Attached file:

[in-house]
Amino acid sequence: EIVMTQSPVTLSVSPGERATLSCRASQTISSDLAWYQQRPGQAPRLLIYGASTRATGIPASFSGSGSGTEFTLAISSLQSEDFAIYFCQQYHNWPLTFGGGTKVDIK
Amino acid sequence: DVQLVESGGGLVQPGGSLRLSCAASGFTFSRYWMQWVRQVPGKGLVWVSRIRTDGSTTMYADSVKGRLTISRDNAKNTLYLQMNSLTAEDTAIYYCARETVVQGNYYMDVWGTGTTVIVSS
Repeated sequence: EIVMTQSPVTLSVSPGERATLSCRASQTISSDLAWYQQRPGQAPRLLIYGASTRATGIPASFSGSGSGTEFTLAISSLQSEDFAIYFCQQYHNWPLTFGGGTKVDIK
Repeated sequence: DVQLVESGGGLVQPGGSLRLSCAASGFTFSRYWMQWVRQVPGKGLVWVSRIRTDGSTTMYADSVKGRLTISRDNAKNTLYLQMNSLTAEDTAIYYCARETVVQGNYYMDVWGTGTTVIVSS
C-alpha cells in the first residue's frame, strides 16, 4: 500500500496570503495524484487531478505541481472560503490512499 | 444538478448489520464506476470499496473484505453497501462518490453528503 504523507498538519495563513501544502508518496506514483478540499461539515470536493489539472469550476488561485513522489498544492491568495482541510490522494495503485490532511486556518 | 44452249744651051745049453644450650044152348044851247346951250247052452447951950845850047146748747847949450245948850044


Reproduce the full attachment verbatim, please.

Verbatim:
[in-house]
Amino acid sequence: EIVMTQSPVTLSVSPGERATLSCRASQTISSDLAWYQQRPGQAPRLLIYGASTRATGIPASFSGSGSGTEFTLAISSLQSEDFAIYFCQQYHNWPLTFGGGTKVDIK
Amino acid sequence: DVQLVESGGGLVQPGGSLRLSCAASGFTFSRYWMQWVRQVPGKGLVWVSRIRTDGSTTMYADSVKGRLTISRDNAKNTLYLQMNSLTAEDTAIYYCARETVVQGNYYMDVWGTGTTVIVSS
Repeated sequence: EIVMTQSPVTLSVSPGERATLSCRASQTISSDLAWYQQRPGQAPRLLIYGASTRATGIPASFSGSGSGTEFTLAISSLQSEDFAIYFCQQYHNWPLTFGGGTKVDIK
Repeated sequence: DVQLVESGGGLVQPGGSLRLSCAASGFTFSRYWMQWVRQVPGKGLVWVSRIRTDGSTTMYADSVKGRLTISRDNAKNTLYLQMNSLTAEDTAIYYCARETVVQGNYYMDVWGTGTTVIVSS
C-alpha cells in the first residue's frame, strides 16, 4: 500500500496570503495524484487531478505541481472560503490512499 | 444538478448489520464506476470499496473484505453497501462518490453528503 504523507498538519495563513501544502508518496506514483478540499461539515470536493489539472469550476488561485513522489498544492491568495482541510490522494495503485490532511486556518 | 44452249744651051745049453644450650044152348044851247346951250247052452447951950845850047146748747847949450245948850044